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Rep. Smith Votes for Compromise Budget that Restores Education Funding

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HARTFORD –State Representative Richard Smith (R-108) voted to approve a bipartisan budget on Thursday as it passed the House of Representatives with a 126-23 veto-proof margin.  Following the Senate’s passage of the budget bill, it now heads to the desk of Governor Dannel Malloy for signature or potential veto.

The legislature’s budget was a compromise between House and Senate leadership from both parties in the midst of the governor’s executive order, which included dramatic funding reductions for town aid, education, and core social services – facts that had local leaders and residents worried about teacher layoffs and supplemental tax bills.

“When we were called to vote on a budget today we had two major challenges to overcome that threatened property taxpayers and businesses in Connecticut – the SEBAC union contract that passed in July and limited our ability to cut government spending and the governor’s executive order that decimated local education funding,” said Rep. Richard Smith (R-108).  “With the real threat of towns having to significantly raise property taxes just to keep our schools open, reaching a bipartisan compromise and passing a budget that will begin to change the way we govern in Connecticut had to be done.  Although the compromise budget contains certain elements that I am not in favor of, the positives certainly outweighed the negatives by restoring local education funding, rejecting the transfer of teacher pension costs to towns and making key structural reforms that Republicans have advocated for decades, such as a implementing a constitutional spending cap.  All of that was accomplished without any of  the income or sales tax increases  proposed by the Democrats.  We still have a lot of work to do in order to turn our state around and make Connecticut a taxpayer-friendly place again, but the veto-proof approval of this budget represents a small victory of taxpayers over the draconian orders of Governor Malloy.”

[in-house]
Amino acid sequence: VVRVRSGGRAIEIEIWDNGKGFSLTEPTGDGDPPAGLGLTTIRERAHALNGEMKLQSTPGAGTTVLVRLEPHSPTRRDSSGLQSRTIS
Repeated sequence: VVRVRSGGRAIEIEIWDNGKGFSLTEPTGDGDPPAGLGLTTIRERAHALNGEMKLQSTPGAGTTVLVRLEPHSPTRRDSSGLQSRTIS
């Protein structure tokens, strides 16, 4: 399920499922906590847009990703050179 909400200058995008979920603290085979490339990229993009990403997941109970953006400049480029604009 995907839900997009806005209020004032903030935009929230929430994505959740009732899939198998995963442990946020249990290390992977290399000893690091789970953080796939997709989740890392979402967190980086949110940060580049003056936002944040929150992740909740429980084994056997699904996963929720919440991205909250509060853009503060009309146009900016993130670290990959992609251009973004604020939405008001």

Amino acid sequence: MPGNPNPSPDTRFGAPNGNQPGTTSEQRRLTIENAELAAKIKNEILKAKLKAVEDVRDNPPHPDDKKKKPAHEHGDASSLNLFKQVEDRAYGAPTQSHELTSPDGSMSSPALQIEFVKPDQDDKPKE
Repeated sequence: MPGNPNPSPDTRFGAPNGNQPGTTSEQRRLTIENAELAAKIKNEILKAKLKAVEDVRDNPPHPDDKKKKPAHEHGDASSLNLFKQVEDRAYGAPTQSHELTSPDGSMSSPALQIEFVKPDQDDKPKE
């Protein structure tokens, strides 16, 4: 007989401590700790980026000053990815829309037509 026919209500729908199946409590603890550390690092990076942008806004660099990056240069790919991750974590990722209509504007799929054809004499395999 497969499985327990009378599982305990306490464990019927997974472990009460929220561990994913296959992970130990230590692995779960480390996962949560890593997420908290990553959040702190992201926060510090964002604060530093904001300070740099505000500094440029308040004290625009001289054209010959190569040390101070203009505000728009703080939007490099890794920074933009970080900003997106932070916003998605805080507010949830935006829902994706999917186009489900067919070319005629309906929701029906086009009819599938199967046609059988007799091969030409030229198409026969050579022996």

When the General Assembly approved the governor’s SEBAC union contract in July, it limited the ability of the state to close its $5 billion budget deficit by trimming its bureaucracy and controlling pension costs.  However, the legislators pointed to several structural reforms within the compromise budget that were retained from a Republican budget bill that passed last month.  These include a bonding cap, a spending cap, a mandatory vote on all union contracts, and certain municipal mandate relief reforms.  It also rejects several tax increases proposed by majority Democrats and the governor in previous budget proposals.

Rep. Smith concluded by calling the passage of the compromise budget “the best option we had,” saying, “Majority Democrats put us in an unfortunate fiscal bind by passing the SEBAC union agreement.  As a legislator, however, I have a responsibility to get to work and be a part of the solution rather than stand back and watch the state fall apart.  We still have a lot of work to do but the state will truly be in better shape when this budget becomes law.”

The governor will make his decision on whether to veto the budget bill or not in the coming weeks, although there is optimism that a veto could be overridden in both chambers.